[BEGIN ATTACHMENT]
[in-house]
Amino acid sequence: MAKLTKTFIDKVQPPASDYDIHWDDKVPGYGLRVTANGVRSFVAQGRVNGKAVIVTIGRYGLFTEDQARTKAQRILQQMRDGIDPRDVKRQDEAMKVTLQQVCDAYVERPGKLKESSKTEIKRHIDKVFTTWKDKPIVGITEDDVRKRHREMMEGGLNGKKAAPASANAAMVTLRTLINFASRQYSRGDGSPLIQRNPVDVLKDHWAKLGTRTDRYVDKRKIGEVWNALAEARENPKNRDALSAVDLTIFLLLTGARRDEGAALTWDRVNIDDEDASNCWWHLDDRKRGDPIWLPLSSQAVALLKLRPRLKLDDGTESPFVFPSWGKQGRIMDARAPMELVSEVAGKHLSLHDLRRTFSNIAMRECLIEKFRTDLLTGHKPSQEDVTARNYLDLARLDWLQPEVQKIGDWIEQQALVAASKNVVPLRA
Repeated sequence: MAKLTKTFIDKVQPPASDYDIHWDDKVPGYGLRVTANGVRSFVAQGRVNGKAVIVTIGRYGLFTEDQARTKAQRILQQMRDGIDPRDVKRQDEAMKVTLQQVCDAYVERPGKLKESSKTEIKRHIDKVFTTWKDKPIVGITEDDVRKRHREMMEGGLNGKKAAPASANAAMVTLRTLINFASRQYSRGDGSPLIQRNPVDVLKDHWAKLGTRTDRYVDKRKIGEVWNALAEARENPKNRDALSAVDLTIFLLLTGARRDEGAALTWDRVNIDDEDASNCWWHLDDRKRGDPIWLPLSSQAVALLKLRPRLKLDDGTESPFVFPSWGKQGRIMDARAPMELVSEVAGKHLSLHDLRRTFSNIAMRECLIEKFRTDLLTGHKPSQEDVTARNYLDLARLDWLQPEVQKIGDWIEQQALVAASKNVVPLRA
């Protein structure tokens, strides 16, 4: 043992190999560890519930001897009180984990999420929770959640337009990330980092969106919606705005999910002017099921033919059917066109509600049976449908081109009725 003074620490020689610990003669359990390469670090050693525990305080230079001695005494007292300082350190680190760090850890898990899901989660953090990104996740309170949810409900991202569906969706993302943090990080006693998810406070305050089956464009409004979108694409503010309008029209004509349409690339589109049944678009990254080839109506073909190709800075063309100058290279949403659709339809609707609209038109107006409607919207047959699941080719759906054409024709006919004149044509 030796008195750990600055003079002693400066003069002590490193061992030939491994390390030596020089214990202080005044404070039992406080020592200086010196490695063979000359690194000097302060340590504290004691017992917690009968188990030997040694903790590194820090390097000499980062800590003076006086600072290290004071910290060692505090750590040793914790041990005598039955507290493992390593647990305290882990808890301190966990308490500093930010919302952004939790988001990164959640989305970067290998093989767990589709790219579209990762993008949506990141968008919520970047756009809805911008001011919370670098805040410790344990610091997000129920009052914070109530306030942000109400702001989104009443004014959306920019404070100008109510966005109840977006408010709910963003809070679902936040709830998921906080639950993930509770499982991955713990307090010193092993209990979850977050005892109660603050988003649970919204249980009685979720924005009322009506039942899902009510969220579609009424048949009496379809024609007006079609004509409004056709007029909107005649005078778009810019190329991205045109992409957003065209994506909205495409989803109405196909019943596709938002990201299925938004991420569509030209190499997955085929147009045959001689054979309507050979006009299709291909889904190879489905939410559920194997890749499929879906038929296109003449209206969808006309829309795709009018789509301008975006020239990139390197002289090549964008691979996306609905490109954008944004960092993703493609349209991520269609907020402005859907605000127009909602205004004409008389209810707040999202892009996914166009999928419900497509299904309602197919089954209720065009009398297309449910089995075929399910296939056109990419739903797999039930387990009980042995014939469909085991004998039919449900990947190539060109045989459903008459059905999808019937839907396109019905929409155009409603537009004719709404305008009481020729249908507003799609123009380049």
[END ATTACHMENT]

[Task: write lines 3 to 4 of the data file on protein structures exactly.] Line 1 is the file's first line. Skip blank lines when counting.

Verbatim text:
Repeated sequence: MAKLTKTFIDKVQPPASDYDIHWDDKVPGYGLRVTANGVRSFVAQGRVNGKAVIVTIGRYGLFTEDQARTKAQRILQQMRDGIDPRDVKRQDEAMKVTLQQVCDAYVERPGKLKESSKTEIKRHIDKVFTTWKDKPIVGITEDDVRKRHREMMEGGLNGKKAAPASANAAMVTLRTLINFASRQYSRGDGSPLIQRNPVDVLKDHWAKLGTRTDRYVDKRKIGEVWNALAEARENPKNRDALSAVDLTIFLLLTGARRDEGAALTWDRVNIDDEDASNCWWHLDDRKRGDPIWLPLSSQAVALLKLRPRLKLDDGTESPFVFPSWGKQGRIMDARAPMELVSEVAGKHLSLHDLRRTFSNIAMRECLIEKFRTDLLTGHKPSQEDVTARNYLDLARLDWLQPEVQKIGDWIEQQALVAASKNVVPLRA
């Protein structure tokens, strides 16, 4: 043992190999560890519930001897009180984990999420929770959640337009990330980092969106919606705005999910002017099921033919059917066109509600049976449908081109009725 003074620490020689610990003669359990390469670090050693525990305080230079001695005494007292300082350190680190760090850890898990899901989660953090990104996740309170949810409900991202569906969706993302943090990080006693998810406070305050089956464009409004979108694409503010309008029209004509349409690339589109049944678009990254080839109506073909190709800075063309100058290279949403659709339809609707609209038109107006409607919207047959699941080719759906054409024709006919004149044509 030796008195750990600055003079002693400066003069002590490193061992030939491994390390030596020089214990202080005044404070039992406080020592200086010196490695063979000359690194000097302060340590504290004691017992917690009968188990030997040694903790590194820090390097000499980062800590003076006086600072290290004071910290060692505090750590040793914790041990005598039955507290493992390593647990305290882990808890301190966990308490500093930010919302952004939790988001990164959640989305970067290998093989767990589709790219579209990762993008949506990141968008919520970047756009809805911008001011919370670098805040410790344990610091997000129920009052914070109530306030942000109400702001989104009443004014959306920019404070100008109510966005109840977006408010709910963003809070679902936040709830998921906080639950993930509770499982991955713990307090010193092993209990979850977050005892109660603050988003649970919204249980009685979720924005009322009506039942899902009510969220579609009424048949009496379809024609007006079609004509409004056709007029909107005649005078778009810019190329991205045109992409957003065209994506909205495409989803109405196909019943596709938002990201299925938004991420569509030209190499997955085929147009045959001689054979309507050979006009299709291909889904190879489905939410559920194997890749499929879906038929296109003449209206969808006309829309795709009018789509301008975006020239990139390197002289090549964008691979996306609905490109954008944004960092993703493609349209991520269609907020402005859907605000127009909602205004004409008389209810707040999202892009996914166009999928419900497509299904309602197919089954209720065009009398297309449910089995075929399910296939056109990419739903797999039930387990009980042995014939469909085991004998039919449900990947190539060109045989459903008459059905999808019937839907396109019905929409155009409603537009004719709404305008009481020729249908507003799609123009380049």